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Jaguars to face same old Steelers


They have one of the league's best defenses and most consistent running games. Heading into this past Sunday's game against Philadelphia, the Pittsburgh Steelers hadn't allowed a touchdown for 21 quarters, before the Eagles halted that streak in a come-from-behind win in Pittsburgh this past Sunday.

Through a five-game winning streak, the Steelers were playing some of the best football in the NFL in every way except one: They still can't complete a pass to save their rankings.

Say hello to the league's fifth-ranked rushing attack, sixth-ranked defense overall and the ninth-ranked run-defense and fifth-ranked pass-defense. Now, say hello to the same old Steelers passing game, which is ranked 30th in the league.

The situation had reached a peak when, on Nov. 5, the Steelers lost in Tennessee, 9-7, despite having held the Titans to, you guessed it, no touchdowns. Classic Steelers football, right?

"I think, right now, every team has an identity. You are what you are right now. It is very hard at this point to try to change in midstream, particularly when you are in the hunt," Steelers coach Bill Cowher said of his team's reputation for a great defense and a strong running game, but a passing game that borders on single-wing football.

The steel hit the fan following the loss in Tennessee. Cowher was grilled by reporters as to what he was going to do to pump life into his passing attack. His coordinator, Kevin Gilbride, was being called out for misusing quarterback Kordell Stewart, and even for passing too often (22 times against the Titans).

Cowher acknowledged his passing-game woes, but by and large defended his team's play.

"We need to be able to throw the football more efficiently, but I'm not going to allow this football team to lose sight of the things they are doing well," Cowher said.

This Sunday night, the Steelers (5-5) host the Jaguars (3-7) in a game that is critical to the Steelers' playoff hopes. The Steelers desperately need a win as they head into a finishing schedule that includes games against the Raiders, Giants and Redskins.

The Jaguars will be making their final appearance in Three Rivers Stadium, where in 1997 they lost an overtime game that is one of the classics in that stadium's 31-year history. Next season, the Steelers will play in a new state-of-the-art facility on what was a parking lot, which is what Three Rivers Stadium will become.

That's next year. This year still has the promise of some dramatics, beginning this Sunday in a place that had been a house of horrors for the Jaguars until last season, when they won, 17-3.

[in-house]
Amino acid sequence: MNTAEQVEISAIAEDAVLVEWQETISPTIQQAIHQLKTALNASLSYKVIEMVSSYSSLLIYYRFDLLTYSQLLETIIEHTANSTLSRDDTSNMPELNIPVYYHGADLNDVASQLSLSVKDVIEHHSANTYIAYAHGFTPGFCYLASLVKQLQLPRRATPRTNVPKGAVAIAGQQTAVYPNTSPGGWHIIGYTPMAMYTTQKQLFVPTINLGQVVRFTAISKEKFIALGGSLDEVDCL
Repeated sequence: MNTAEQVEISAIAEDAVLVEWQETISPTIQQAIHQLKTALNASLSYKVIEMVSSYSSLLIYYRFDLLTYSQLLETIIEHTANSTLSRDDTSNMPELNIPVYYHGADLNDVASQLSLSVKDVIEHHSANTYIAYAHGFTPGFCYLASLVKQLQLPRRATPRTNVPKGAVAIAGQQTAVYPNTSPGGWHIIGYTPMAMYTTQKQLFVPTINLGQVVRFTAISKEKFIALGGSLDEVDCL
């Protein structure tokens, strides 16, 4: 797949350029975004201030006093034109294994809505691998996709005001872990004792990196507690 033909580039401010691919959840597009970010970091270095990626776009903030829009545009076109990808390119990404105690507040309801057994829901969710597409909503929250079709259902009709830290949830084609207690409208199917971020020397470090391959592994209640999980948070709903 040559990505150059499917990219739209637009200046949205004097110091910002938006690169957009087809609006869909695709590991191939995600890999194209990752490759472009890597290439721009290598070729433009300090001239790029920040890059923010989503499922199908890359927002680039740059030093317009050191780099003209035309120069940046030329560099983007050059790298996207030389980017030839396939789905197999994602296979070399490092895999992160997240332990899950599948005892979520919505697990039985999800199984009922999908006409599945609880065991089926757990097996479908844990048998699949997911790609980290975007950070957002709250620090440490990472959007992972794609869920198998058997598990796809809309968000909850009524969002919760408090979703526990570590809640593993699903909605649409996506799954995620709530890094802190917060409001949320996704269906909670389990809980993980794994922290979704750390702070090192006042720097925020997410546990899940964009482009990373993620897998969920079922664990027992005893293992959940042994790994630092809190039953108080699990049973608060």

Amazingly, not much as changed for the Steelers. Problems still abound at quarterback, where Kordell Stewart had replaced Kent Graham as the starter, but nothing is ever too secure in Pittsburgh at football's most important position.

"We don't feel we handcuff our quarterback, if that's the insinuation you're making and the comparisons that you make," Cowher said in responding to a reporter who questioned the fact that the Steelers continue to use Stewart as a drop-back passer, instead of utilizing his running skills.

"There are very few teams that don't have shortcomings right now. You try to strengthen your weakness. At the same time, don't weaken a strength. If all the focus is set on what you can't do, you're losing sight of the things you do well," Cowher said.

Of course, everybody knows what the Steelers don't do well, which continues to cause opponents to stack their defenses against Jerome Bettis and the running game.

"We haven't been successful throwing the football. That's where we've been struggling," Bettis said.

"Some teams can't run the ball at all. Some teams are having a hard time playing defense and are involved in high-scoring games. In other cities, they're talking about those things on Tuesday afternoon with the head coach," Cowher said.

Since his team opened the season 0-3, and through a five-game winning streak, Cowher has taken a protector's approach toward his team. He has steadfastly focused on his team's successes, and avoided talk of its failures.

Fans and media are having trouble, however, ignoring the fact that the Steelers' inability to mount a credible passing attack may be the one shortcoming that keeps Cowher's team out of the playoffs.

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